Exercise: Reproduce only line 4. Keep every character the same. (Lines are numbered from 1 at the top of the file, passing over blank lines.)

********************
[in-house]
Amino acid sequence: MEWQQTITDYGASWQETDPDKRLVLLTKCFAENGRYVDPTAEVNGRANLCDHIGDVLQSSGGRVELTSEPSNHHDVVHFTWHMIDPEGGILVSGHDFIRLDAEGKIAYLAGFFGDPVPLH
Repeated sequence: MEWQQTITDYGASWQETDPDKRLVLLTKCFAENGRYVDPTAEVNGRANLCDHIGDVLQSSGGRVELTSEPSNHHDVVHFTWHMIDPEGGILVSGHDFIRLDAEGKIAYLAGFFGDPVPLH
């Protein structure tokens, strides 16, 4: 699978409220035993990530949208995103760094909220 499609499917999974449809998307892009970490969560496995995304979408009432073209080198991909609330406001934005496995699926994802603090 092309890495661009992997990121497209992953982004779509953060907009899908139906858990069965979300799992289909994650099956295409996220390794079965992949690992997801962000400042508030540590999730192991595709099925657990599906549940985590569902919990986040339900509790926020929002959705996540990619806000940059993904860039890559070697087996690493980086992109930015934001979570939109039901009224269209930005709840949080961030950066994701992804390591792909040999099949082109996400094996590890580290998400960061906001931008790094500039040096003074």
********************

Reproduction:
């Protein structure tokens, strides 16, 4: 699978409220035993990530949208995103760094909220 499609499917999974449809998307892009970490969560496995995304979408009432073209080198991909609330406001934005496995699926994802603090 092309890495661009992997990121497209992953982004779509953060907009899908139906858990069965979300799992289909994650099956295409996220390794079965992949690992997801962000400042508030540590999730192991595709099925657990599906549940985590569902919990986040339900509790926020929002959705996540990619806000940059993904860039890559070697087996690493980086992109930015934001979570939109039901009224269209930005709840949080961030950066994701992804390591792909040999099949082109996400094996590890580290998400960061906001931008790094500039040096003074």